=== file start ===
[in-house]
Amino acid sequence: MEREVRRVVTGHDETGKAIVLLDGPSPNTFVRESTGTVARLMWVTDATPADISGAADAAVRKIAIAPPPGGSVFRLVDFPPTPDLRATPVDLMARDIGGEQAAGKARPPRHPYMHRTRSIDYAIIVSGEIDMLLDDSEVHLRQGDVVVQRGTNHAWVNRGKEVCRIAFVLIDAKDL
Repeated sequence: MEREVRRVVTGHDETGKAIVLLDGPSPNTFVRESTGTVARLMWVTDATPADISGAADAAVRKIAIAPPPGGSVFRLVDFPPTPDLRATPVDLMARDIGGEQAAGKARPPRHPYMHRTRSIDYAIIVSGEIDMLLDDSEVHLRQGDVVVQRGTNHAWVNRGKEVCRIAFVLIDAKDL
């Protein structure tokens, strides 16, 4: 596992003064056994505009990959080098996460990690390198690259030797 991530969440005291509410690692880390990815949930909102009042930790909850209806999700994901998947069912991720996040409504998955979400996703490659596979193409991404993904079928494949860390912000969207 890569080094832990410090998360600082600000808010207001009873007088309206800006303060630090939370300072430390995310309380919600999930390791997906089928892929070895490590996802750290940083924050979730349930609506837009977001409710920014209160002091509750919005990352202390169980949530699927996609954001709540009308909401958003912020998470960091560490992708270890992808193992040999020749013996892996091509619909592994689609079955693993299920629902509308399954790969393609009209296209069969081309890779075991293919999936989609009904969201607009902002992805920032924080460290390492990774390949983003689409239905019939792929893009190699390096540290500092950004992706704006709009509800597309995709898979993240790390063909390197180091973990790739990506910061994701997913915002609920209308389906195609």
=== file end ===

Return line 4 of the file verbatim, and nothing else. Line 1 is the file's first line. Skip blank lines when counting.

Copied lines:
């Protein structure tokens, strides 16, 4: 596992003064056994505009990959080098996460990690390198690259030797 991530969440005291509410690692880390990815949930909102009042930790909850209806999700994901998947069912991720996040409504998955979400996703490659596979193409991404993904079928494949860390912000969207 890569080094832990410090998360600082600000808010207001009873007088309206800006303060630090939370300072430390995310309380919600999930390791997906089928892929070895490590996802750290940083924050979730349930609506837009977001409710920014209160002091509750919005990352202390169980949530699927996609954001709540009308909401958003912020998470960091560490992708270890992808193992040999020749013996892996091509619909592994689609079955693993299920629902509308399954790969393609009209296209069969081309890779075991293919999936989609009904969201607009902002992805920032924080460290390492990774390949983003689409239905019939792929893009190699390096540290500092950004992706704006709009509800597309995709898979993240790390063909390197180091973990790739990506910061994701997913915002609920209308389906195609």